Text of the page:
Once in a while—not quite often enough to be a crisis, but just often enough to be a trope—people in the United States will freak out because a huge number of highly popular websites and services have suddenly gone down. For an interminable period of torture (usually about 1-3 hours, tops) there is no Instagram to browse, no Tinder to swipe, no Github to push to, no Netflix to And Chill.
When this happens, it usually means that Amazon Web Services is having a technical problem, most likely in their US-East region. What that actually means is that something is broken in northern Virginia. Of all the places where Amazon operates data centers, northern Virginia is one of the most significant, in part because it’s where AWS first set up shop in 2006. It seemed appropriate that this vision quest to see The Cloud across America which began at the ostensible birthplace of the Internet should end at the place that’s often to blame when large parts of the U.S. Internet dies.
Northern Virginia is a pretty convenient place to start a cloud-services business: for reasons we’ll get into later, it’s a central region for Internet backbone. For the notoriously economical and utilitarian Amazon, this meant that it could quickly set up shop with minimal overhead in the area, leasing or buying older data centers rather than building new ones from scratch.
The ease with which AWS was able to get off the ground by leasing colocation space in northern Virginia in 2006 is the same reason that US-East is the most fragile molecule of the AWS cloud: it’s old, and it’s running on old equipment in old buildings.
Or, that’s what one might conclude from spending a day driving around looking for and at these data centers. When I contacted AWS to ask specific questions about the data-center region, how they ended up there, and the process of deciding between building data centers from scratch versus leasing existing ones, they declined to comment.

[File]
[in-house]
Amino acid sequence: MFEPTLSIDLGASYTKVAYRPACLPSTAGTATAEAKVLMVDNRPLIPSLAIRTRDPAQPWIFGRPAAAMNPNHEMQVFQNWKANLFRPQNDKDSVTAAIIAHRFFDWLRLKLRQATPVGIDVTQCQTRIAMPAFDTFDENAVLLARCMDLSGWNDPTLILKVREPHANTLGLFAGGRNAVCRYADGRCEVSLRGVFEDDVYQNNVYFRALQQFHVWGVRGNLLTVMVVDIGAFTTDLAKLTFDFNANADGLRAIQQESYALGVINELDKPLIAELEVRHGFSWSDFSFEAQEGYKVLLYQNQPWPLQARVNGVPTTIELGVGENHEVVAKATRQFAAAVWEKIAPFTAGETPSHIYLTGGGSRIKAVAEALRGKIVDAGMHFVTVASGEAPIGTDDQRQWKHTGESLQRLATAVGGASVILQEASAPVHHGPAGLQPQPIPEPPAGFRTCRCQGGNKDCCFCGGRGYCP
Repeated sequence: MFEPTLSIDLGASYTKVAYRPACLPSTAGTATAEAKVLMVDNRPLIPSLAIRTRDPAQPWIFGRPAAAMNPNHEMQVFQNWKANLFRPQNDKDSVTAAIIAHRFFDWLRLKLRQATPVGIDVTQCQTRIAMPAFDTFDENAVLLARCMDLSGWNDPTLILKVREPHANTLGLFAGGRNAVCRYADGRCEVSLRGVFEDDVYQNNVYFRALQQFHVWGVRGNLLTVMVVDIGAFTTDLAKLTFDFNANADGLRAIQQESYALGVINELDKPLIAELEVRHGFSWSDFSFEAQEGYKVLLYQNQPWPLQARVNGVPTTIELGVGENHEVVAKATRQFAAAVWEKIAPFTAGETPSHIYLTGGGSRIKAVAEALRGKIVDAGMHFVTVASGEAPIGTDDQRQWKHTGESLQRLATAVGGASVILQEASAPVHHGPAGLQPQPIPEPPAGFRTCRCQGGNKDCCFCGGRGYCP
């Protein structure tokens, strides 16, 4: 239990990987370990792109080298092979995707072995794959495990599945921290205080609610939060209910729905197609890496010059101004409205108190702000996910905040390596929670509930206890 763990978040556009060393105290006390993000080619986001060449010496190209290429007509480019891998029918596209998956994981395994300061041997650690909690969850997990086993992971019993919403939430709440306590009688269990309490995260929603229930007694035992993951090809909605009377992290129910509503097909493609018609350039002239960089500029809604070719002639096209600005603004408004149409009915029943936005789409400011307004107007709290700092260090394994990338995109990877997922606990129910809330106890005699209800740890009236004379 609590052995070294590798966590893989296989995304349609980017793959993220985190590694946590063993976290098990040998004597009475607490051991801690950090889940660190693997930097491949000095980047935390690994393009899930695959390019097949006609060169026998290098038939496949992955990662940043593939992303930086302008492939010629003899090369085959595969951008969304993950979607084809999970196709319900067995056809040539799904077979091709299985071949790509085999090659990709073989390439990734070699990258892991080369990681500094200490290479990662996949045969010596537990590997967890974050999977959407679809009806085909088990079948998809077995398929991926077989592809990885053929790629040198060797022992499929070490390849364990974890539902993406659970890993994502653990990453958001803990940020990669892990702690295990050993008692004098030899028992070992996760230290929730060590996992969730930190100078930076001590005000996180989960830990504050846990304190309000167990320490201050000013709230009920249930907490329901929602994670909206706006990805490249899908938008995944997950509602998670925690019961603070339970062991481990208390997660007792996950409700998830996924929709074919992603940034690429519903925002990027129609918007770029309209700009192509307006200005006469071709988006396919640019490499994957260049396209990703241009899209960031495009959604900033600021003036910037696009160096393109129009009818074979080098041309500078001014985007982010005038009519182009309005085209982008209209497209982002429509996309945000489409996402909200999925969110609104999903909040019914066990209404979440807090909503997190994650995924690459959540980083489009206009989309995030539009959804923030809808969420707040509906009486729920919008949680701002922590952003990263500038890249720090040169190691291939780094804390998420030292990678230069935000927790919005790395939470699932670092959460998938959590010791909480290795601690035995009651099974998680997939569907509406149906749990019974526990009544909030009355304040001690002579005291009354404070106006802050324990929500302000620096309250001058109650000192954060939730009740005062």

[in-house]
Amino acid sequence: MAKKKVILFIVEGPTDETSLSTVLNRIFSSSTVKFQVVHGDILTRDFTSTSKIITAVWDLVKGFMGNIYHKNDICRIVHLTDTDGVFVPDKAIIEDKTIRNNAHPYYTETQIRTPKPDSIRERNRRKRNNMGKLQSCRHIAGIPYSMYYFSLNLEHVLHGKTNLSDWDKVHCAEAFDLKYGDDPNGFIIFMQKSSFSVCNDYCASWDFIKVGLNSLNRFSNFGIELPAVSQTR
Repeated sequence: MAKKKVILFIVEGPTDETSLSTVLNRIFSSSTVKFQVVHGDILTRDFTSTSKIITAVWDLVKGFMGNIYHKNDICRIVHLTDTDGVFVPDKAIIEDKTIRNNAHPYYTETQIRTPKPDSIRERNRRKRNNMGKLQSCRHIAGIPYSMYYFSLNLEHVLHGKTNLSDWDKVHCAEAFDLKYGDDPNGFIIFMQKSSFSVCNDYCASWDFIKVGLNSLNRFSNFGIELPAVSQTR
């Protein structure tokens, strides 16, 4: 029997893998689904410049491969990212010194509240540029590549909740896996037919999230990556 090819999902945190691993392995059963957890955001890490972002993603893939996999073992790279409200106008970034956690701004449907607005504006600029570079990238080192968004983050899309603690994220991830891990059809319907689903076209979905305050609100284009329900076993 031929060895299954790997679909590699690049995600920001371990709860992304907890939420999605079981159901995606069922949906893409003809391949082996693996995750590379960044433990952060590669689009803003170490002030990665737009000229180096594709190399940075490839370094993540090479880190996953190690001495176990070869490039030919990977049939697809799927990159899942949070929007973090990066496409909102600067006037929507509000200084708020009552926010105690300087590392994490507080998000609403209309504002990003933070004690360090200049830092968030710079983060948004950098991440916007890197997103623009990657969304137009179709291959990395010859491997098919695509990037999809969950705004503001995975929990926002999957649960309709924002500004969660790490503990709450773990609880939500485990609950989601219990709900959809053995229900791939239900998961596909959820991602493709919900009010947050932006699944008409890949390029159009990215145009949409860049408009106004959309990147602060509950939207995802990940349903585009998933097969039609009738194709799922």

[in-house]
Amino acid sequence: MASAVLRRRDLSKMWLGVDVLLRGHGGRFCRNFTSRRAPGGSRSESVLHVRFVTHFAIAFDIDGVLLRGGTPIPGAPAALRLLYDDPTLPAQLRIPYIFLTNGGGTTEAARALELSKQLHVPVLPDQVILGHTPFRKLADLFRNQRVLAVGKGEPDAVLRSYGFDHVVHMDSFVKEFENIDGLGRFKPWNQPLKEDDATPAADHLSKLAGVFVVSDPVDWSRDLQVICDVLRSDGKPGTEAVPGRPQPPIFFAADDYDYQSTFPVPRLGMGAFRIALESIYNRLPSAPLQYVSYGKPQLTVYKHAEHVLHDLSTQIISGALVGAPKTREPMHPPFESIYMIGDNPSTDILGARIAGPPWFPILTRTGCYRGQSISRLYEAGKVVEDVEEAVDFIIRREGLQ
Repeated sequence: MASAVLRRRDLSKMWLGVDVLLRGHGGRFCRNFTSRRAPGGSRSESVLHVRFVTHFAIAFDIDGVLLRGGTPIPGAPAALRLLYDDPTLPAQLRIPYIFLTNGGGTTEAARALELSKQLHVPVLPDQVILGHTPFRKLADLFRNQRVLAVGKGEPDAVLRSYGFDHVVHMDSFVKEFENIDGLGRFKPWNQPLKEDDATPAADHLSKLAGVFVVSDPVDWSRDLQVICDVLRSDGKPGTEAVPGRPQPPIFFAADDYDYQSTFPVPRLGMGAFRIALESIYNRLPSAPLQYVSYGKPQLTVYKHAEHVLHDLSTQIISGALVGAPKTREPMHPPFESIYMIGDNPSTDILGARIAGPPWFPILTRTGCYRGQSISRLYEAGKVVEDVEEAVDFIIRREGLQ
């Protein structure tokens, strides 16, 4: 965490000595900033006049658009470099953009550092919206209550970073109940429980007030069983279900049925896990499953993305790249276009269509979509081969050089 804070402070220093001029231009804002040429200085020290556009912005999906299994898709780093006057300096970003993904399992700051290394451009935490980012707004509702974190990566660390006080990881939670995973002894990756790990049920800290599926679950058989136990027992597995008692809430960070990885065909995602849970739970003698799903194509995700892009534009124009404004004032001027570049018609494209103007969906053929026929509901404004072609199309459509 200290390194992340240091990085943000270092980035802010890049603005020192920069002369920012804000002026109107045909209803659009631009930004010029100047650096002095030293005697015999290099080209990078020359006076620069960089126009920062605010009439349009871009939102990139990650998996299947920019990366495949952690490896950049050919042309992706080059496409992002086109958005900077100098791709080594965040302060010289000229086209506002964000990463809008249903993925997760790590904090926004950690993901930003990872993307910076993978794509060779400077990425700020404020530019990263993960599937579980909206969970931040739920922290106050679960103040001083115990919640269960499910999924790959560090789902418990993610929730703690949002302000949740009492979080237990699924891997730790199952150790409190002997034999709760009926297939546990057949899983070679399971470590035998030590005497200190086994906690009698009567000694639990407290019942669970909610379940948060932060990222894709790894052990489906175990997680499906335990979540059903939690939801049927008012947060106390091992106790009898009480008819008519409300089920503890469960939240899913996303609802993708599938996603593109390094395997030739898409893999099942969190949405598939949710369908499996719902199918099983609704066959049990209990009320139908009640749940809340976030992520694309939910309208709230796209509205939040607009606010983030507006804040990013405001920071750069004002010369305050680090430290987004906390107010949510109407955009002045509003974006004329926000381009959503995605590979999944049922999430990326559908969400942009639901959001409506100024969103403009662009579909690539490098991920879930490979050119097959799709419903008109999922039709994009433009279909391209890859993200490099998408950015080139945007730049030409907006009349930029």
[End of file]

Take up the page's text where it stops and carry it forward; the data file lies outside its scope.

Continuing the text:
Unlike Google and Facebook, AWS doesn’t aggressively brand or call attention to their data centers. They absolutely don’t give tours, and their website offers only rough approximations of the locations of their data centers, which are divided into “regions.” Within a region lies at minimum two “availability zones” and within the availability zones there are a handful of data centers.
I knew I wasn’t going to be able to find the entirety of AWS’ northern Virginia footprint, but I could probably find bits and pieces of it. My itinerary was a slightly haphazard one, based on looking for anything tied to Vadata, Inc., Amazon’s subsidiary company for all things data-center-oriented.
Google’s web crawlers don’t particularly care about AWS’ preference of staying below the radar, and searching for Vadata, Inc. sometimes pulls up addresses that probably first appeared on some deeply buried municipal paperwork and were added to Google Maps by a robot. It’s also not too hard to go straight to those original municipal documents with addresses and other cool information, like fines from utility companies and documentation of tax arrangements made specifically for AWS. (Pro tip for the rookie data-center mapper: if you’re looking for the data centers of other major companies, Foursquare check-ins are also a surprisingly rich resource). My weird hack research methods returned a handful of Vadata addresses scattered throughout the area: Ashburn, Sterling, Haymarket, Manassas, Chantilly.
Before I knew northern Virginia as the heart of the Internet, I knew it as spook country—that is, home to a constellation of intelligence agencies and defense contractors. While I didn’t plan my itinerary around the military-industrial complex, its many outposts remained in the back of my mind and frequently on the horizon—and, at least once during the drive, I just stumbled upon them. After missing an exit in McLean, I made a U-turn in a generically designed but improbably well-guarded office-park entrance that I later found out was the headquarters of the Office of the Directorate for National Intelligence.
The fact that northern Virginia is home to major intelligence operations and to major nodes of network infrastructure isn’t exactly a sign of government conspiracy so much as a confluence of histories (best documented by Paul Ceruzzi in his criminally under-read history Internet Alley: High Technology In Tysons Corner, 1945-2005). To explain why a region surrounded mostly by farmland and a scattering of American Civil War monuments is a central point of Internet infrastructure, we have to go back to where a lot of significant moments in Internet history take place: the Cold War.